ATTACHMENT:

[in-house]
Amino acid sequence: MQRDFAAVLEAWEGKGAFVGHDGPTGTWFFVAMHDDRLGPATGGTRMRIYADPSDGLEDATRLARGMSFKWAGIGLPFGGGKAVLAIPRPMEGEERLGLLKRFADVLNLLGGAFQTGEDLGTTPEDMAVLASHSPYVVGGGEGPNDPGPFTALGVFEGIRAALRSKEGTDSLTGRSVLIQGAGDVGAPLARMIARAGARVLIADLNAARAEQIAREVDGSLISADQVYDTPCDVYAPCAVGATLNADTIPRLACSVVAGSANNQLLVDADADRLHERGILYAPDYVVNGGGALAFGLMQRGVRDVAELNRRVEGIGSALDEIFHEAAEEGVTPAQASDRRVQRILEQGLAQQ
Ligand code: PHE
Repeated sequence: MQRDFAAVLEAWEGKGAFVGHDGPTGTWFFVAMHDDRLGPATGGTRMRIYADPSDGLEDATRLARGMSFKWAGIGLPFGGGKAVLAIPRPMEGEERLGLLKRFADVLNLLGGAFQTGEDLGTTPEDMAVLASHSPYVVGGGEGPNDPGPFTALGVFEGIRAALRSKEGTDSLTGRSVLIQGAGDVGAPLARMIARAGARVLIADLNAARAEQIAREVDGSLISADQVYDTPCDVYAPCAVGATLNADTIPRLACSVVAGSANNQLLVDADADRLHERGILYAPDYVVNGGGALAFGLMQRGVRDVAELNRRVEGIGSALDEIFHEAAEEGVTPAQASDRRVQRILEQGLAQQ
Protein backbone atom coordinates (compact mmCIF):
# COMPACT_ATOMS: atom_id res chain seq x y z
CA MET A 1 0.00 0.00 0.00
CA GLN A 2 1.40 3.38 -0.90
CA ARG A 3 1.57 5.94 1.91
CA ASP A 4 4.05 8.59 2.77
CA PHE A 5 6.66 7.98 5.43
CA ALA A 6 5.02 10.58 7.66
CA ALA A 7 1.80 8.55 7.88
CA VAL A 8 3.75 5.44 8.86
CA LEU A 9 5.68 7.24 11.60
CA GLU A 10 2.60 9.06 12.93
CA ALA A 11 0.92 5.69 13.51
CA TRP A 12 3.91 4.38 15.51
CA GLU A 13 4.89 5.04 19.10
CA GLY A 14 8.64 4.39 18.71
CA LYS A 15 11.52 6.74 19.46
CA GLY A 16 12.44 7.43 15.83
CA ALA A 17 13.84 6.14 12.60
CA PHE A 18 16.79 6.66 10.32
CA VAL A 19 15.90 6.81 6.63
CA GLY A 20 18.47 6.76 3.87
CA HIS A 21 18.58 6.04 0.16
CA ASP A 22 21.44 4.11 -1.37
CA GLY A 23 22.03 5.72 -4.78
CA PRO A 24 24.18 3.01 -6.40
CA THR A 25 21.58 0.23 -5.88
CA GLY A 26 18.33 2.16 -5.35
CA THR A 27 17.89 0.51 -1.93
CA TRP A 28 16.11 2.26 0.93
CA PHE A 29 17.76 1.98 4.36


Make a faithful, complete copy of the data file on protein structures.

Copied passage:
[in-house]
Amino acid sequence: MQRDFAAVLEAWEGKGAFVGHDGPTGTWFFVAMHDDRLGPATGGTRMRIYADPSDGLEDATRLARGMSFKWAGIGLPFGGGKAVLAIPRPMEGEERLGLLKRFADVLNLLGGAFQTGEDLGTTPEDMAVLASHSPYVVGGGEGPNDPGPFTALGVFEGIRAALRSKEGTDSLTGRSVLIQGAGDVGAPLARMIARAGARVLIADLNAARAEQIAREVDGSLISADQVYDTPCDVYAPCAVGATLNADTIPRLACSVVAGSANNQLLVDADADRLHERGILYAPDYVVNGGGALAFGLMQRGVRDVAELNRRVEGIGSALDEIFHEAAEEGVTPAQASDRRVQRILEQGLAQQ
Ligand code: PHE
Repeated sequence: MQRDFAAVLEAWEGKGAFVGHDGPTGTWFFVAMHDDRLGPATGGTRMRIYADPSDGLEDATRLARGMSFKWAGIGLPFGGGKAVLAIPRPMEGEERLGLLKRFADVLNLLGGAFQTGEDLGTTPEDMAVLASHSPYVVGGGEGPNDPGPFTALGVFEGIRAALRSKEGTDSLTGRSVLIQGAGDVGAPLARMIARAGARVLIADLNAARAEQIAREVDGSLISADQVYDTPCDVYAPCAVGATLNADTIPRLACSVVAGSANNQLLVDADADRLHERGILYAPDYVVNGGGALAFGLMQRGVRDVAELNRRVEGIGSALDEIFHEAAEEGVTPAQASDRRVQRILEQGLAQQ
Protein backbone atom coordinates (compact mmCIF):
# COMPACT_ATOMS: atom_id res chain seq x y z
CA MET A 1 0.00 0.00 0.00
CA GLN A 2 1.40 3.38 -0.90
CA ARG A 3 1.57 5.94 1.91
CA ASP A 4 4.05 8.59 2.77
CA PHE A 5 6.66 7.98 5.43
CA ALA A 6 5.02 10.58 7.66
CA ALA A 7 1.80 8.55 7.88
CA VAL A 8 3.75 5.44 8.86
CA LEU A 9 5.68 7.24 11.60
CA GLU A 10 2.60 9.06 12.93
CA ALA A 11 0.92 5.69 13.51
CA TRP A 12 3.91 4.38 15.51
CA GLU A 13 4.89 5.04 19.10
CA GLY A 14 8.64 4.39 18.71
CA LYS A 15 11.52 6.74 19.46
CA GLY A 16 12.44 7.43 15.83
CA ALA A 17 13.84 6.14 12.60
CA PHE A 18 16.79 6.66 10.32
CA VAL A 19 15.90 6.81 6.63
CA GLY A 20 18.47 6.76 3.87
CA HIS A 21 18.58 6.04 0.16
CA ASP A 22 21.44 4.11 -1.37
CA GLY A 23 22.03 5.72 -4.78
CA PRO A 24 24.18 3.01 -6.40
CA THR A 25 21.58 0.23 -5.88
CA GLY A 26 18.33 2.16 -5.35
CA THR A 27 17.89 0.51 -1.93
CA TRP A 28 16.11 2.26 0.93
CA PHE A 29 17.76 1.98 4.36